"Playing with Steven Tyler, Nuno Bettencourt, Sarah McLachlan, the Offspring guys, it was just really, really cool. Glen (Sobel, Alice Cooper drummer), Chuck, and I were basically the house band of the night, so we backed everybody up - so we had the best seats in the house! We got to jam with everybody, it was a blast!
"There's not really a better way to ring in the new year than right exactly at midnight I was onstage with all those guys playing 'Revolution' by The Beatles. Exactly at midnight! That's cool."
Coincidentally, I had just been speaking with Black Star Riders' Damon Johnson (ex-Cooper alumni) about this very gig, and he had been singing his praise for what Nita Strauss has brought to his old boss's band. I told Nita that I got a sense of family feeling from Johnson's words, and I asked if that was a fair impression:
Nita Strauss: "A sense of family is the perfect way to put it. We've had Damon, Jason Hook, we've had a lot of Alice's ex-band members come up and jam with us on this last tour.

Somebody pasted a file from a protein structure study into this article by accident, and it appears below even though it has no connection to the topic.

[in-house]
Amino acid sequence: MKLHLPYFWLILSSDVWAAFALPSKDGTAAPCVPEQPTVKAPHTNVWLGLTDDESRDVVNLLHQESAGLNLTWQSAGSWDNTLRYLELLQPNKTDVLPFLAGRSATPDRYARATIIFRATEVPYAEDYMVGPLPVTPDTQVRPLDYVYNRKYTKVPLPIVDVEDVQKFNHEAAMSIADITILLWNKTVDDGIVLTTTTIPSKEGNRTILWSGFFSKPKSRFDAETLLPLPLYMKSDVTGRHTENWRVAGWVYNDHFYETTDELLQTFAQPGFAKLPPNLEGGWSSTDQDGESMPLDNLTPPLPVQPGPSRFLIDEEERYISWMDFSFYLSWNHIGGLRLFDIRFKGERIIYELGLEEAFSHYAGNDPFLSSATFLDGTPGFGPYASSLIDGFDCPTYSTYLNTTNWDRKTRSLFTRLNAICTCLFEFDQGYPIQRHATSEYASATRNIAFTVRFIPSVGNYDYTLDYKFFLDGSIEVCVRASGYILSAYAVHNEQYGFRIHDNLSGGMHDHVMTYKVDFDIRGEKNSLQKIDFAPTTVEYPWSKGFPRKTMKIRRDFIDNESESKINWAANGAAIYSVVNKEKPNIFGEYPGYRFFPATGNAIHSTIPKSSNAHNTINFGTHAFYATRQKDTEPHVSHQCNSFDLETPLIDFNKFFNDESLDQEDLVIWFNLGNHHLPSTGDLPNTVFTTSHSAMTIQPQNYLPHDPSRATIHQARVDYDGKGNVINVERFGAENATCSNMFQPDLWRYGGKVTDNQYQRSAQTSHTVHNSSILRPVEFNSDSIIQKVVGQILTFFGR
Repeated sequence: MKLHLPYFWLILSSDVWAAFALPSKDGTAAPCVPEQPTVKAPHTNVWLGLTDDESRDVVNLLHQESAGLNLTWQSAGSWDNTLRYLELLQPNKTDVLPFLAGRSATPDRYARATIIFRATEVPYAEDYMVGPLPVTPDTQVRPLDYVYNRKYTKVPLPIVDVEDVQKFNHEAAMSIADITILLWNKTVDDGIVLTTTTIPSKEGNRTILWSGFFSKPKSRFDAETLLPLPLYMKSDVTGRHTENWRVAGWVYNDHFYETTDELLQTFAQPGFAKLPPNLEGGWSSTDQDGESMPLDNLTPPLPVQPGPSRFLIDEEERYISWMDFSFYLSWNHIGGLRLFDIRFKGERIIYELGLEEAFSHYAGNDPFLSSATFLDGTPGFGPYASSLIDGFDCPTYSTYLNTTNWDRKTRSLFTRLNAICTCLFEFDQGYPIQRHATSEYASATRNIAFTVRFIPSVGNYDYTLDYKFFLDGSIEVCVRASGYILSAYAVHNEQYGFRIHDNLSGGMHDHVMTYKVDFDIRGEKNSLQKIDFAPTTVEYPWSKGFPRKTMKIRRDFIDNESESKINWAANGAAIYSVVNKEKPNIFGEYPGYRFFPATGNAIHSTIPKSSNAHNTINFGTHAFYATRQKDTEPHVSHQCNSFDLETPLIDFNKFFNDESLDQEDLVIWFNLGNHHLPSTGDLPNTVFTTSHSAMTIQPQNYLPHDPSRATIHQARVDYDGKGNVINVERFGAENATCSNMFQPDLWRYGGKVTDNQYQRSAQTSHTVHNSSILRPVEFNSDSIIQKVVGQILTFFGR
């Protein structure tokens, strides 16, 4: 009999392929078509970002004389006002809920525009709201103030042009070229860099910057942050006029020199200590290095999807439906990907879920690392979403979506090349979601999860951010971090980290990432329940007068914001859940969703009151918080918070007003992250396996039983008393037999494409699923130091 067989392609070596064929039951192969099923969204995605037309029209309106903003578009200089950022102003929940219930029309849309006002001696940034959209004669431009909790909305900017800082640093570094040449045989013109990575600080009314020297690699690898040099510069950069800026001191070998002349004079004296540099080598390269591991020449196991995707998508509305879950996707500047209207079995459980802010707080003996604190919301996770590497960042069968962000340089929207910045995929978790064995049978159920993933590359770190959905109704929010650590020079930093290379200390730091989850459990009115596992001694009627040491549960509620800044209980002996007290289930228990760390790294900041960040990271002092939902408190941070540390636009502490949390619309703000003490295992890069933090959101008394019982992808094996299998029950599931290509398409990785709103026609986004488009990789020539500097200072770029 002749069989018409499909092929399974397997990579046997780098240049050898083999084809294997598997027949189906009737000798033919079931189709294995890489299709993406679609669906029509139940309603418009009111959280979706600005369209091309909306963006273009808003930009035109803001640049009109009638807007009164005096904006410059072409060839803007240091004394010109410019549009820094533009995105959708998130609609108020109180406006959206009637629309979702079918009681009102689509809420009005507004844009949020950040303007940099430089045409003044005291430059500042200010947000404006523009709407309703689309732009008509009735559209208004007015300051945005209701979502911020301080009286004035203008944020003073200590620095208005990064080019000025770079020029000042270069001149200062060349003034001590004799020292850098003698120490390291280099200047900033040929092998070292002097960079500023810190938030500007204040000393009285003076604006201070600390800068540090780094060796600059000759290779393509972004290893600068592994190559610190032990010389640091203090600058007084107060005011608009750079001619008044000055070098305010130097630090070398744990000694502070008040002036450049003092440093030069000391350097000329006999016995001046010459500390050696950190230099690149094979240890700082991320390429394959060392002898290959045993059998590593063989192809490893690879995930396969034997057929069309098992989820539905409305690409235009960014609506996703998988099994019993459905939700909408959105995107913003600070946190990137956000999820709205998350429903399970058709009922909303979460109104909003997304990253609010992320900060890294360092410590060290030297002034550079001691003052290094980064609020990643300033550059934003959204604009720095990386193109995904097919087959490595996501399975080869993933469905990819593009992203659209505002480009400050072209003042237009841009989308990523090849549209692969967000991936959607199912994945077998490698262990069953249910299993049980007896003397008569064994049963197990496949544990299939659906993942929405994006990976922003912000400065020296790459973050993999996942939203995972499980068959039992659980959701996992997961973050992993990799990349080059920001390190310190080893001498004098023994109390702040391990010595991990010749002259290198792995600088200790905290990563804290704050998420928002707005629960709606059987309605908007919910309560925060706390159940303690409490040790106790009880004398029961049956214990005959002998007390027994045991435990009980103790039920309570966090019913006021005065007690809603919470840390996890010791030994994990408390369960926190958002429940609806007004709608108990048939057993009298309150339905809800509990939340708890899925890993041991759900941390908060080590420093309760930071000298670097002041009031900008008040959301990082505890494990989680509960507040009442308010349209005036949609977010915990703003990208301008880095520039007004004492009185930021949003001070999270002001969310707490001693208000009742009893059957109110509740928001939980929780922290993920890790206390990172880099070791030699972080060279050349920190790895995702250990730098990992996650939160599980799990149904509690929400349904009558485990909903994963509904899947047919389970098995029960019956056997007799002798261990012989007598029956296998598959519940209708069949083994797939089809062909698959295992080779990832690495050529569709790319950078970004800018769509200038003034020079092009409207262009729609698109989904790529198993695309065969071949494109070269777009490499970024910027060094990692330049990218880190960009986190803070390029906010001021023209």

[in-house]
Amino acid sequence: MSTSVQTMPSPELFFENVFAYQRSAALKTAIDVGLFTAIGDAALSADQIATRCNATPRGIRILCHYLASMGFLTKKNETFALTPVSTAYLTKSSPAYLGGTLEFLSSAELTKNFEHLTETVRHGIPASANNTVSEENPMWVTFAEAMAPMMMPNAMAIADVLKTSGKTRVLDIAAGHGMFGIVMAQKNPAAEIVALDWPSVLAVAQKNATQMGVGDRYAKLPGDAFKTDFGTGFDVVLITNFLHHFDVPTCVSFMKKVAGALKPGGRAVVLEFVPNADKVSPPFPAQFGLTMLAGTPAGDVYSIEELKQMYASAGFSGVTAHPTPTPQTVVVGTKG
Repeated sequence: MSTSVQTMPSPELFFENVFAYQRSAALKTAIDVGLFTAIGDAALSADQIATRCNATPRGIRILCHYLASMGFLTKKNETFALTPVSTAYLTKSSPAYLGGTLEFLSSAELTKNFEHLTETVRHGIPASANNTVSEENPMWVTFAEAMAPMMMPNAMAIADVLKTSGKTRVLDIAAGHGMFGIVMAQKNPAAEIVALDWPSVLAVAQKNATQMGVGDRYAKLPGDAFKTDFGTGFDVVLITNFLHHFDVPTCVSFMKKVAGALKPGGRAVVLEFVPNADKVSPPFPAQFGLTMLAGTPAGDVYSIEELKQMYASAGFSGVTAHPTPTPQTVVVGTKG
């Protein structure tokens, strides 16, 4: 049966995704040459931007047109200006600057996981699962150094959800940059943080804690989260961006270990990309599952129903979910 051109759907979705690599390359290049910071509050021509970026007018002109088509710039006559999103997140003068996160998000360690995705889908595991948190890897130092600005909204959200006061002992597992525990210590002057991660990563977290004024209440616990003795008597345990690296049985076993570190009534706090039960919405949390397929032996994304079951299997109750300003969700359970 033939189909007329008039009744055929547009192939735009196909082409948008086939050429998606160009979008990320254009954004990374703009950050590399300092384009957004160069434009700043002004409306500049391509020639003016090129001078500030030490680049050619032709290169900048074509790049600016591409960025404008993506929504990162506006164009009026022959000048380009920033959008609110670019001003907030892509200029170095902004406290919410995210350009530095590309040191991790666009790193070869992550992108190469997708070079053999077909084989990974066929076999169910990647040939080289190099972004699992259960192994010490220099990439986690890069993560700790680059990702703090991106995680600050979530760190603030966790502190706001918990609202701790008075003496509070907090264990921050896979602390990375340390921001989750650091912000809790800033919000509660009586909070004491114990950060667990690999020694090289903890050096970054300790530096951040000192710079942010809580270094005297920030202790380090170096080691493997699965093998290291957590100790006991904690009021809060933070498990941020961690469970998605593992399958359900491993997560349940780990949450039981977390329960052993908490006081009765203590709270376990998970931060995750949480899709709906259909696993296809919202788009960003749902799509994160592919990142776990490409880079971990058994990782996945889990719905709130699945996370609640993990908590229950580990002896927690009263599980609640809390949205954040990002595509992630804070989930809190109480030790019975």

"It's just like welcoming back a brother that's been away, off to college, or moved away, or something. It really is a family."
I was curious to hear about the differences between going from playing mostly club gigs to a much larger production with the Cooper band:
Nita Strauss: "Honestly? For me, there wasn't a huge difference.
"I just love playing guitar, and that's it. It doesn't really matter if I'm playing the Viper Room for 400 people, or playing in Madison Square Garden for 15,000 people. I'm always going to do the same show. I just love playing guitar so much.
"The real difference is just that I have bigger monsters to stay out of the way of on the Alice Cooper show than the The Iron Maidens' show."
Not just contending with bigger stages, there is also the matter of Cooper's extensive career spanning setlist which is anything but easy - the songs are sophisticated and adventurous. I asked how she went about figuring out what to play, and where: